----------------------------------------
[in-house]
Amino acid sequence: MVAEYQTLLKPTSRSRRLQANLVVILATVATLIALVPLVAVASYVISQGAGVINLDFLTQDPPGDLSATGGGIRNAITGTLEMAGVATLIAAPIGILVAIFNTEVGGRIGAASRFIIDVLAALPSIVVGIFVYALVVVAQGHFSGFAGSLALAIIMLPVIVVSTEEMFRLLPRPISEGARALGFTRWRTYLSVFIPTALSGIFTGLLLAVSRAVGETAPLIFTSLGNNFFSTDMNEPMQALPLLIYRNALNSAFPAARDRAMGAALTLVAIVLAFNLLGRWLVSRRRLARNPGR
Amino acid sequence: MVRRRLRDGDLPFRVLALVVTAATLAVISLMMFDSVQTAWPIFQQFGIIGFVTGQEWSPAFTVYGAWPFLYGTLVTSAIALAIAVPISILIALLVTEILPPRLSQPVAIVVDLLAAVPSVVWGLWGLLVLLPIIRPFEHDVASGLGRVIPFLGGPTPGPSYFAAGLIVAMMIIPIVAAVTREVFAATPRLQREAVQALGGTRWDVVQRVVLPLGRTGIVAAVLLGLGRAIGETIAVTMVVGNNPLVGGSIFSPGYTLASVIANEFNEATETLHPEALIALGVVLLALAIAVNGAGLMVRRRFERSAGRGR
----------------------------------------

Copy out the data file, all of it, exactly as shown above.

[in-house]
Amino acid sequence: MVAEYQTLLKPTSRSRRLQANLVVILATVATLIALVPLVAVASYVISQGAGVINLDFLTQDPPGDLSATGGGIRNAITGTLEMAGVATLIAAPIGILVAIFNTEVGGRIGAASRFIIDVLAALPSIVVGIFVYALVVVAQGHFSGFAGSLALAIIMLPVIVVSTEEMFRLLPRPISEGARALGFTRWRTYLSVFIPTALSGIFTGLLLAVSRAVGETAPLIFTSLGNNFFSTDMNEPMQALPLLIYRNALNSAFPAARDRAMGAALTLVAIVLAFNLLGRWLVSRRRLARNPGR
Amino acid sequence: MVRRRLRDGDLPFRVLALVVTAATLAVISLMMFDSVQTAWPIFQQFGIIGFVTGQEWSPAFTVYGAWPFLYGTLVTSAIALAIAVPISILIALLVTEILPPRLSQPVAIVVDLLAAVPSVVWGLWGLLVLLPIIRPFEHDVASGLGRVIPFLGGPTPGPSYFAAGLIVAMMIIPIVAAVTREVFAATPRLQREAVQALGGTRWDVVQRVVLPLGRTGIVAAVLLGLGRAIGETIAVTMVVGNNPLVGGSIFSPGYTLASVIANEFNEATETLHPEALIALGVVLLALAIAVNGAGLMVRRRFERSAGRGR